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Mi., 01. Feb.


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Endorsement of the Dajani Peace Plan

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Endorsement of the Dajani Peace Plan
Endorsement of the Dajani Peace Plan

Time & Location

01. Feb. 2023, 18:00 – 01. Sept. 2023, 18:00

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About the Event

Two peoples in two states in a shared homeland

  • A sovereign, independent, and secular State of Palestine will be  established in the West Bank and Gaza Strip next to a sovereign,  independent, and Jewish state of Israel. Formal statehood will end the  occupier-occupied relationship between the two peoples of Palestine and  Israel.
  • Israel will recognize the Holy Land as the homeland of the Palestinian people, and Palestine will recognize the Holy Land as the homeland of  the Jewish people.
  • Palestinians will accept the legitimacy of Jewish historical rights in  Palestine and accept a Jewish minority residing in an independent State  of Palestine, enjoying full civil rights equal to those of the Arab  majority. The Arab minority of Israel will enjoy also full civil rights  equal to those of the Jewish majority in the state of Israel. Jewish Palestinians in the State  of Palestine and Arab Israelis in the State of Israel will be given the option to hold dual citizenship.
  • The recognized borders of Israel and Palestine will be equivalent to  pre-1967 borders with mutually agreed-upon adjustments and consensual  land swaps—a principle both sides have already accepted. Said land-swaps  would be equal in size and quality.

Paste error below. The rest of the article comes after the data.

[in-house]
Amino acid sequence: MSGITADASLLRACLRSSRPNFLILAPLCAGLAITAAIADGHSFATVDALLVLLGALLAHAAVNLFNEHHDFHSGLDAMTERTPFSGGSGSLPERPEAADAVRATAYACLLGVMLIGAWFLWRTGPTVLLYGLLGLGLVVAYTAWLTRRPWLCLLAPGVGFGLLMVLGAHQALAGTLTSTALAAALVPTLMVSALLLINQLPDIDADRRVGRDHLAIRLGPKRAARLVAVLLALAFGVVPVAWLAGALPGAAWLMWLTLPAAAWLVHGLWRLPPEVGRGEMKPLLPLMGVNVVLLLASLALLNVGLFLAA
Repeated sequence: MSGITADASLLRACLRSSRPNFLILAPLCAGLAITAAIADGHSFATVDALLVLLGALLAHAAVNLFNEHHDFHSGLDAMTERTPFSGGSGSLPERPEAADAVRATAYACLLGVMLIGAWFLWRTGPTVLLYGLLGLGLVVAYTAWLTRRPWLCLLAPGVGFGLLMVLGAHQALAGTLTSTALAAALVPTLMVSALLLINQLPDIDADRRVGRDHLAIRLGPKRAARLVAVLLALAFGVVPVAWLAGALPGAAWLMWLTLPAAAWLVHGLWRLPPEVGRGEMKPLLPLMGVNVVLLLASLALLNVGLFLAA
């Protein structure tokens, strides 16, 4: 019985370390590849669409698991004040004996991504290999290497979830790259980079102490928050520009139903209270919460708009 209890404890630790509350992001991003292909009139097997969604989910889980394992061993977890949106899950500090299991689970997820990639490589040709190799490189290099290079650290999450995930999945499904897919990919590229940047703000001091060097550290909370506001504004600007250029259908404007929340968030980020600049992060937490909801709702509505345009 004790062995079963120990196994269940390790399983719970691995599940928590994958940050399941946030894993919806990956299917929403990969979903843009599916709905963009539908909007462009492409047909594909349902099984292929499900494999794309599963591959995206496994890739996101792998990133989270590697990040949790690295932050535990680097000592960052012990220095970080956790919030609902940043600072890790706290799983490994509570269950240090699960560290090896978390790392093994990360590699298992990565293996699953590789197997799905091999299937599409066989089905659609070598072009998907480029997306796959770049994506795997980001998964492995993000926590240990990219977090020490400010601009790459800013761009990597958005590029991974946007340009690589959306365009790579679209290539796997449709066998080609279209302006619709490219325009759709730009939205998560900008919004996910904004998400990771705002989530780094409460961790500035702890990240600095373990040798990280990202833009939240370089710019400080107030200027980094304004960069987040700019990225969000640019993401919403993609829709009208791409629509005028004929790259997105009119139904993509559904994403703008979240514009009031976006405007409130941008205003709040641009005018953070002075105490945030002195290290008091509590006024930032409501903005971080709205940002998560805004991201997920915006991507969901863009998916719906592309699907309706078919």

Refugees - Palestinian and Jewish

  • The Palestinian Diaspora, displaced by the 1947-48 and 1967 wars, will  be allowed to exercise their right of return to the State of Palestine.  However, the demand that these refugees would be allowed to return to  their original homes is no longer realistic or practical, given the  global, regional, and local developments that have occurred since 1948.
  • For those who choose not to exercise their right to return to a  Palestinian state, compensation would be offered, facilitated by the  assets allocated for the implementation of peace. This would be  facilitated by a joint-agreement between the State of Israel, the Arab  oil-producing countries, and the international community to monetarily  compensate Palestinians displaced in wars after 1947. These assets will  primarily help facilitate the resettlement and absorption of the  refugees in their natural national habitat. This would replace  international services such as UNRWA originally designated to help  Palestinian refugees. 
  • Jewish refugees forced to flee Arab states in the late 1940s and early 1950s will be similarly compensated from the same fund.


  • Jerusalem must also be recognized as a city with a ‘dual identity.’  Jerusalem’s Old City is the ‘religious city’ mentioned in holy  scriptures and with deeply holy sites to all Abrahamic religions.  Outside the walls of the Old City—built by the Ottoman sultan Suleiman the Lawgiver more than five hundred years ago—is the ‘municipal city’  that has been annexed into the broader concept of Jerusalem over the  last hundred years. It is this municipal territory that can be shared as  two capitals for Israel and Palestine.
  • The religiously-weighted ‘old city’ and the more administratively heavy  ‘municipal city’ are radically different in meaning and status. As  such, they must be placed under different models of governance. While  keeping the city geographically unified—and without the use of modern  walls and barbed wire, the Old City of Jerusalem will be placed under  the sovereignty of God—the sacred authority all sides acknowledge and  respect.
  • The two federal government structures, their Parliament/Knesset, and  Supreme Courts of Israel and Palestine will both be seated outside the  Old City, in West Jerusalem and East Jerusalem respectively. The affairs  of the overall city would be run on a day-to-day basis by a  municipality that represents all Jerusalemites.